BLUEFIELD, Va. — The fate of a long-planned commercial wind turbine farm for East River Mountain could hinge upon the outcome of a proposed zoning ordinance for the Eastern District of Tazewell County. After months of discussion, the draft zoning ordinance is now up for a public hearing.
A joint public hearing between the Tazewell County Board of Supervisors and the Tazewell County Planning Commission will be held on Tuesday, Feb. 16, at 6 p.m. at the board of supervisors meeting room in Tazewell. A large crowd is expected at the public hearing, according to Charles Stacy, the board’s Eastern District member.
If the zoning ordinance as currently proposed is passed by the supervisors, it would be difficult for Virginia Dominion Power to construct the large-scale wind turbine farm on East River Mountain. Stacy said the board has suggested alternative sites to the company for a wind turbine farm where the project wouldn’t face opposition, including an old strip mine site in Jewell Ridge. Stacy said officials also have asked in the past if the company would consider a solar energy project on East River Mountain as opposed to a wind turbine farm.
“My position remains that 85, if not 95 percent of those folks in the Eastern District, do not want to see that commercial wind turbine project go forward on East River Mountain,” Stacy said. “I’ve invited them twice to look at other sites, including one of the old abandoned strip mines that has a lot of infrastructure on it.”
Ryan Frazier, a spokesman for Dominion, said the company evaluated several different ridgetops early into the process.
“When we first started looking at the wind resources in Tazewell County and other areas in the mountains of Virginia, we evaluated all of the different ridgetops, and in Tazewell County the only one that could provide utility scale wind resources was on East River Mountain,” Frazier said. “We are not considering any other sites. We still believe that project to be a viable project.”
Frazier said Dominion also is not considering a solar energy project for East River Mountain at this time. He said the company would have a representative to attend the public hearing on Feb. 16 and speak regarding the project on behalf of Dominion.
The zoning ordinance as currently proposed would restrict certain developments within the Eastern District, including wind turbines and medical waste incinerators. The Eastern District includes all of Bluefield, Va., and the Springville community.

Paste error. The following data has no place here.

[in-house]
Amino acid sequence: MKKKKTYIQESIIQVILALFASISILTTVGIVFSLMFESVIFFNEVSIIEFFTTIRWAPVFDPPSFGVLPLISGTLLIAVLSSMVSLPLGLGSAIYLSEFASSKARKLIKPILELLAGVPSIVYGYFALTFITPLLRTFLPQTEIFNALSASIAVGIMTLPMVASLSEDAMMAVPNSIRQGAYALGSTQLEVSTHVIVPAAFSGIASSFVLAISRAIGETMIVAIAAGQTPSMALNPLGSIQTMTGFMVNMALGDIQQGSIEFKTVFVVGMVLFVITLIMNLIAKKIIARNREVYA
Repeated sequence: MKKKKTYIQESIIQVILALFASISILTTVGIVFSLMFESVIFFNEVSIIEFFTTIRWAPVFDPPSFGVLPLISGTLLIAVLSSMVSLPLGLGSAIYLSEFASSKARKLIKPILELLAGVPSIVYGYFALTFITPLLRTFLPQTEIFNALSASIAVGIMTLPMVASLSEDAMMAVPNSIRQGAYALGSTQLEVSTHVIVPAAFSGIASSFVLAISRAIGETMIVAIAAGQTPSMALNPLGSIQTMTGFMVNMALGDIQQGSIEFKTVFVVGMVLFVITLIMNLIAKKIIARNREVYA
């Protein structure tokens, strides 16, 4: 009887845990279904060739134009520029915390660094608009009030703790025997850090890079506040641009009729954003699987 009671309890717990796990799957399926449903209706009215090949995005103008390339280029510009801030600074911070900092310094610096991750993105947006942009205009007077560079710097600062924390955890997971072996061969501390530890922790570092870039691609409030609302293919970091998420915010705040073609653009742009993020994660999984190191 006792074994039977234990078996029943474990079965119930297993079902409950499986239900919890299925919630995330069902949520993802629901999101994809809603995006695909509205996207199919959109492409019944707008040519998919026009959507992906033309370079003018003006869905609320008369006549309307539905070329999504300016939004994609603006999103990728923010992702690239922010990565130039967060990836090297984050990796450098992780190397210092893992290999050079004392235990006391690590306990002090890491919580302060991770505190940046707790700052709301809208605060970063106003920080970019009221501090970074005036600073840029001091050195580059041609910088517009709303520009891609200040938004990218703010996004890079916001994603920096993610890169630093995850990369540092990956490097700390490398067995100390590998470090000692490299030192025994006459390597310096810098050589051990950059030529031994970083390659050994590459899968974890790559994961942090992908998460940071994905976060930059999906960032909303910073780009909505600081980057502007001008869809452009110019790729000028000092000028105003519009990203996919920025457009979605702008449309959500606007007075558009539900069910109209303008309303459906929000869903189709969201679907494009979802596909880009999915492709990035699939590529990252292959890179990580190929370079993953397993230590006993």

“As part of the process, we had to send a direct mailer to every affected landowner,” Stacy said. “So we had to send letters out to everyone in the Eastern District affected by this ordinance. So that has created a lot of calls and inquiries.”
Stacy said some citizens living in neighboring districts, including farming communities, are opposed to the zoning plan.
“You still have a group of people that are opposed to zoning,” Stacy said. “A large majority of them are coming from out of the district, and they are fearful that this is step-one in a county-wide zoning ordinance.”
However, zoning is only proposed for the Eastern District, and there are no current plans for zoning in other districts of the county, Stacy said.
Stacy said the zoning ordinance is needed to keep wind turbines off of scenic East River Mountain.
“That zoning ordinance I think is the most powerful thing I can do as a board of supervisor (member) to stop this project,” he said. “That is the will of the people here and they don’t want this (wind turbine) project. And the best way to stop that project is through a zoning ordinance.”
No decisions will be made at the Feb. 16 meeting. Stacy said the forum is simply being held for public input.
“We have agreed based upon the comments we had and the discussions we had on the planning commission that there are changes coming to it, and we cannot make those changes until after those hearings,” Stacy said.
Dominion acquired 2,600 acres of land high atop East River Mountain in 2009 for the purpose of building a large-scale commercial wind turbine farm. The company says the project would provide 150 jobs during the three-year construction period and generate an estimated $22 million in tax revenues for Tazewell County over a 25-year time. The project would create about 10 permanent jobs.
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